When “Wipeout” creator Matt Kunitz began planning the show’s revival for TBS, he knew one element had to return: Those iconic, large red balls. Everything else could be updated — and has been, from new hosts John Cena and Nicole Byer to a revised game play that now features teams of two.

“Our marching orders were to make it bigger, bolder, edgier,” Kunitz says of the show, which returns April 1. “Bigger and bolder, that’s easy. That’s the design of the course, which had to be more competitive and more athletic. And edgier, that really is about our hosts.”

But bigger and bolder in the time of COVID-19 meant a major undertaking for the new “Wipeout.” Another safety issue the show faced in its return was the death of a 38-year-old contestant on set last year.

Nonetheless, the escapist nature of “Wipeout” seemed ripe for return in these uncertain times. It was Corie Henson, head of unscripted for TBS, TNT and TruTV, who first inquired about bringing back “Wipeout” when she arrived at Turner in late 2019. Henson was an ABC exec when “Wipeout” launched and hit it big on the Alphabet net in the late 2000s (she was also married at the time to then co-host John Henson), and was eager to make a splash in her new gig.

“I was looking for big, broad formats and I wanted a legacy franchise that I could bring back,” Henson says of the show, which went off the air in 2014. “Creatively, we felt we felt like there was a way to update the format.”

The original “Wipeout” launched in 2008, in the midst of the economic crisis, and became the kind of feel-good show that viewers were looking for. Now, “Wipeout” 2.0 comes as audiences are in the midst of a global pandemic and also presumably looking for merriment.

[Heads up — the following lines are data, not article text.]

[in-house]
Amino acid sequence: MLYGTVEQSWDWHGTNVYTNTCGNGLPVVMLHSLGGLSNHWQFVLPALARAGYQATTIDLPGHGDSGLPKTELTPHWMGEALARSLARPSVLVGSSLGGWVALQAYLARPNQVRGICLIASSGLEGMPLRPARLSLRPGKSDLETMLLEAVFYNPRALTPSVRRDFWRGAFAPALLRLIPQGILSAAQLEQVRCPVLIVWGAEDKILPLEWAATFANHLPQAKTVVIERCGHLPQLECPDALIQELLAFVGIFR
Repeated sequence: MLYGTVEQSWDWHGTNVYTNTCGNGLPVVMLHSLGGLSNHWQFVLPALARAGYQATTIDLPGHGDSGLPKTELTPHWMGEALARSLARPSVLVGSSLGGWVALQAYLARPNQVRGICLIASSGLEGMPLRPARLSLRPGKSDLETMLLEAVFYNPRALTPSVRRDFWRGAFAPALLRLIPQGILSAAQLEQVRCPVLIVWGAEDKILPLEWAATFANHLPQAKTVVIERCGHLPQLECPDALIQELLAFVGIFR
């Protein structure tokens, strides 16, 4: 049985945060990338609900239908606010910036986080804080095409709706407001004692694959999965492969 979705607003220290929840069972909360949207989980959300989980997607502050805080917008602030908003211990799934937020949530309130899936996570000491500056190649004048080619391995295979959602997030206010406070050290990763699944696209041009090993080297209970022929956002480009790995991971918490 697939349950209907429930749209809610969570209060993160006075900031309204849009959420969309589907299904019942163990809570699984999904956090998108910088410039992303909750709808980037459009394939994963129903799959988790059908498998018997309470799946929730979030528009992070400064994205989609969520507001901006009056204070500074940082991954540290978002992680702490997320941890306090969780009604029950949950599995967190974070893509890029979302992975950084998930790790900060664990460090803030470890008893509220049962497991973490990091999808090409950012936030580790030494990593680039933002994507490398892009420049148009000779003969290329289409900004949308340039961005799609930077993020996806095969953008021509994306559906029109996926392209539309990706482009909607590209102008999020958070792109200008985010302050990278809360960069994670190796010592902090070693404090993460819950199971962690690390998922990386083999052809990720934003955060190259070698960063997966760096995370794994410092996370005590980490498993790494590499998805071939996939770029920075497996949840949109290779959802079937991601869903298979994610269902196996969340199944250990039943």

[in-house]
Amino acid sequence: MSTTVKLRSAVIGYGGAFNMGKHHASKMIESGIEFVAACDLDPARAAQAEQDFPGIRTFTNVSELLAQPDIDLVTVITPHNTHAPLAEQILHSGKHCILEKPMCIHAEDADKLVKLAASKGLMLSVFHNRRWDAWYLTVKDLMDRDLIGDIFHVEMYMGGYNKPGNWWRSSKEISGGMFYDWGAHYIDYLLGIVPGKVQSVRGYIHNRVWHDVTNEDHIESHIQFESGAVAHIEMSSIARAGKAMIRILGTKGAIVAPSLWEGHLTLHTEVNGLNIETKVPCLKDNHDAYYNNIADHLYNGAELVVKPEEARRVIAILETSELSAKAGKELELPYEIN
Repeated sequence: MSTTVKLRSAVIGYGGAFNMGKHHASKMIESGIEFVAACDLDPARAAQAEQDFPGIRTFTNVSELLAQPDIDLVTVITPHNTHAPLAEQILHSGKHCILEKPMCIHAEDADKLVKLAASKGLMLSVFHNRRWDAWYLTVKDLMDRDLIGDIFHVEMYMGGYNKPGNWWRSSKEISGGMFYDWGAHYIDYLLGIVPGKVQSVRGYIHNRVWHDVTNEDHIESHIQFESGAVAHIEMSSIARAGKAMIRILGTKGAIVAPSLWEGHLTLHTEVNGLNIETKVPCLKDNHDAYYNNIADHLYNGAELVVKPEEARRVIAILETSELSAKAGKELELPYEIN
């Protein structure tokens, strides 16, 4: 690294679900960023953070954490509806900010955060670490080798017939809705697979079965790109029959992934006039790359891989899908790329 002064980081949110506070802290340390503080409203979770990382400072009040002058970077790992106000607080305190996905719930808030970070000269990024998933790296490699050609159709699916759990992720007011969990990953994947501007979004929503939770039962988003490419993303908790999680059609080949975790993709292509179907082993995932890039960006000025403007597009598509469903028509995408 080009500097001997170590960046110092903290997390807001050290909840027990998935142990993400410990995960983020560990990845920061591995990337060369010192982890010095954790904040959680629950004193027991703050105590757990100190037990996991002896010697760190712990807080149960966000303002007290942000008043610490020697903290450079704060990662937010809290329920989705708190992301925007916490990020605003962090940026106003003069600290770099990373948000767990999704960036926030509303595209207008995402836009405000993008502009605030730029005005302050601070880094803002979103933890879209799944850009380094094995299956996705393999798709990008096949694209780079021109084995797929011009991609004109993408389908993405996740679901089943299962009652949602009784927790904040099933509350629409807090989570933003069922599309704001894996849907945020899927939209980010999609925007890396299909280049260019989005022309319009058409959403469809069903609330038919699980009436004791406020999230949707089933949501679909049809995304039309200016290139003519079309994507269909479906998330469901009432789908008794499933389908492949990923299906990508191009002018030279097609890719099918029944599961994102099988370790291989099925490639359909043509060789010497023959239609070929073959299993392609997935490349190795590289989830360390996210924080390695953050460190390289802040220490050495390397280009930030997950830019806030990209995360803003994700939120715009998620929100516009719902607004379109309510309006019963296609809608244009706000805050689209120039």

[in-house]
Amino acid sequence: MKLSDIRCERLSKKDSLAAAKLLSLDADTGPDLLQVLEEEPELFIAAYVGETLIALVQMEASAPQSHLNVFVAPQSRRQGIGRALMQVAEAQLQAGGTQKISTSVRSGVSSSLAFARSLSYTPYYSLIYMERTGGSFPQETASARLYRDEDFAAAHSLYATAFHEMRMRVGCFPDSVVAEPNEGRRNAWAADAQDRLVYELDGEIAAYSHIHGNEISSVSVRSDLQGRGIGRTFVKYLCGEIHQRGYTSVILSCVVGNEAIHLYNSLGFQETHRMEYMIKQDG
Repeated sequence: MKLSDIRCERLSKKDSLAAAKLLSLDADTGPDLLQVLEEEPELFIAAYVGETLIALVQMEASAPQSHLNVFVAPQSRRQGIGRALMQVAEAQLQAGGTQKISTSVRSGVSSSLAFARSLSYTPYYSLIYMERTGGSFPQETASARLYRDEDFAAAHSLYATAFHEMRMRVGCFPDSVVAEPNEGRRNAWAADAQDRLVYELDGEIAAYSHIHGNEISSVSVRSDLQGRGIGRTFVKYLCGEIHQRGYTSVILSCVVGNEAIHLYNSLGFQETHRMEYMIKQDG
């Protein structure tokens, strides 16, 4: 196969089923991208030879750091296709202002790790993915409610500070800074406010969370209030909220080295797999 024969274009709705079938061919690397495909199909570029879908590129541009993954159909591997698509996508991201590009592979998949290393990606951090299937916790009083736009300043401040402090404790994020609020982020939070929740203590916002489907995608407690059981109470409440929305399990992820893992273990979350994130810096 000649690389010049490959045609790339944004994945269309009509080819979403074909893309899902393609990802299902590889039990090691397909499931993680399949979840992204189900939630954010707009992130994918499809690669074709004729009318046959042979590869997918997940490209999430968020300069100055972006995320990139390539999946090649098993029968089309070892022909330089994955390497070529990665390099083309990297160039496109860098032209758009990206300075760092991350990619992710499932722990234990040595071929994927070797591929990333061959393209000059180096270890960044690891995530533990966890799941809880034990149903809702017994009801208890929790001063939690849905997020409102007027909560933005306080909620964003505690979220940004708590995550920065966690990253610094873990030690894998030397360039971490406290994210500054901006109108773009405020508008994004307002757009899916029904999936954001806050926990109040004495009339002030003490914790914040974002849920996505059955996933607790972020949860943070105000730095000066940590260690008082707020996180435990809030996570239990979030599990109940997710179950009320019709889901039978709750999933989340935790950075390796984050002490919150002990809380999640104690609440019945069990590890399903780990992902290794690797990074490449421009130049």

“I always felt that this show was going to come back, that it was just a timing thing,” Kunitz says. “I think America is ready to just have a just a silly, fun show that you don’t have to think too hard to enjoy and the whole family can get together and laugh.”

Providing those laughs are WWE star and actor Cena and “Nailed It” host and comedian Byer, who manages to toss in plenty of blue gags while still keeping it family-friendly. “It took us a while to dial in how far we could take it,” says Henson. “But John Cena plays an amazing straight man to her sort of bad girl, and she does it all with such an innocence in her delivery.”

In another change, for the first time, the hosts are actually stationed in the final “Wipeout” zone as contestants aim to complete the course. Kunitz says that’s where some of the best interaction takes place.

“We designed the set so that the host booth is maybe nine feet away from the final obstacle,” he says. “So they are right there. It’s the pivotal moment if they can get through this obstacle, and do it faster than that last team did it, they’ll win the $25,000. That moment is right in front of them. And that natural interaction as they’re yelling at the contestants is very different than what we’ve had before. The chemistry is fantastic.

Also new to the mix is sideline reporter Camille Kostek. Yet much of the production team remains the same, led by Kunitz, who is currently based at Lionsgate under an overall deal — but had negotiated the ability to still do “Wipeout” (which is produced by Endemol Shine North America) should it be brought back. “I would say it’s the most important show of my career,” he says. “It would be heartbreaking if I wasn’t able to come back and produce the show again.”